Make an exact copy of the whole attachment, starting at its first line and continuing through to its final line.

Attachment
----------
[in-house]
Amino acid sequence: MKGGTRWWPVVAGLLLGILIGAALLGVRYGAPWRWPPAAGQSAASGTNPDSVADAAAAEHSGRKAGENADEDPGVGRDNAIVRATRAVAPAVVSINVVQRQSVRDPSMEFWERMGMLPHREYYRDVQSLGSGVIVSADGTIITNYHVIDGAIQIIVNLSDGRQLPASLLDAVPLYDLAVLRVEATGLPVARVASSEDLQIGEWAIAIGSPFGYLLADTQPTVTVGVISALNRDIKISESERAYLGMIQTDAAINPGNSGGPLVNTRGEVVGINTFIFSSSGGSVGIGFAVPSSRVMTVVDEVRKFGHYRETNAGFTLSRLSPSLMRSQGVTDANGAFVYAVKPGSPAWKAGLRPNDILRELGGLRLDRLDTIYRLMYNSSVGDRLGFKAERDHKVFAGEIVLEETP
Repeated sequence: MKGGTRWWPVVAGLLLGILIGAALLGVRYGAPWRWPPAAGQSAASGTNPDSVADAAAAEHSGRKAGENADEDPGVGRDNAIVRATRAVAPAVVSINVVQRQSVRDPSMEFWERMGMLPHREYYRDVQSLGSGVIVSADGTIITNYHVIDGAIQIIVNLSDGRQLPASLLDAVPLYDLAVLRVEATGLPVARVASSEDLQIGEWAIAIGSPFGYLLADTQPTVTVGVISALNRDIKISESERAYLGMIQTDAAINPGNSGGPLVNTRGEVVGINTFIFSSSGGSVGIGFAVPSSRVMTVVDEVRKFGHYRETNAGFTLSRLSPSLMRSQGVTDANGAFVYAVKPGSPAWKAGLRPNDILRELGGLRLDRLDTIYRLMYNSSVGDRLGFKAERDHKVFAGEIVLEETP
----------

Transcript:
[in-house]
Amino acid sequence: MKGGTRWWPVVAGLLLGILIGAALLGVRYGAPWRWPPAAGQSAASGTNPDSVADAAAAEHSGRKAGENADEDPGVGRDNAIVRATRAVAPAVVSINVVQRQSVRDPSMEFWERMGMLPHREYYRDVQSLGSGVIVSADGTIITNYHVIDGAIQIIVNLSDGRQLPASLLDAVPLYDLAVLRVEATGLPVARVASSEDLQIGEWAIAIGSPFGYLLADTQPTVTVGVISALNRDIKISESERAYLGMIQTDAAINPGNSGGPLVNTRGEVVGINTFIFSSSGGSVGIGFAVPSSRVMTVVDEVRKFGHYRETNAGFTLSRLSPSLMRSQGVTDANGAFVYAVKPGSPAWKAGLRPNDILRELGGLRLDRLDTIYRLMYNSSVGDRLGFKAERDHKVFAGEIVLEETP
Repeated sequence: MKGGTRWWPVVAGLLLGILIGAALLGVRYGAPWRWPPAAGQSAASGTNPDSVADAAAAEHSGRKAGENADEDPGVGRDNAIVRATRAVAPAVVSINVVQRQSVRDPSMEFWERMGMLPHREYYRDVQSLGSGVIVSADGTIITNYHVIDGAIQIIVNLSDGRQLPASLLDAVPLYDLAVLRVEATGLPVARVASSEDLQIGEWAIAIGSPFGYLLADTQPTVTVGVISALNRDIKISESERAYLGMIQTDAAINPGNSGGPLVNTRGEVVGINTFIFSSSGGSVGIGFAVPSSRVMTVVDEVRKFGHYRETNAGFTLSRLSPSLMRSQGVTDANGAFVYAVKPGSPAWKAGLRPNDILRELGGLRLDRLDTIYRLMYNSSVGDRLGFKAERDHKVFAGEIVLEETP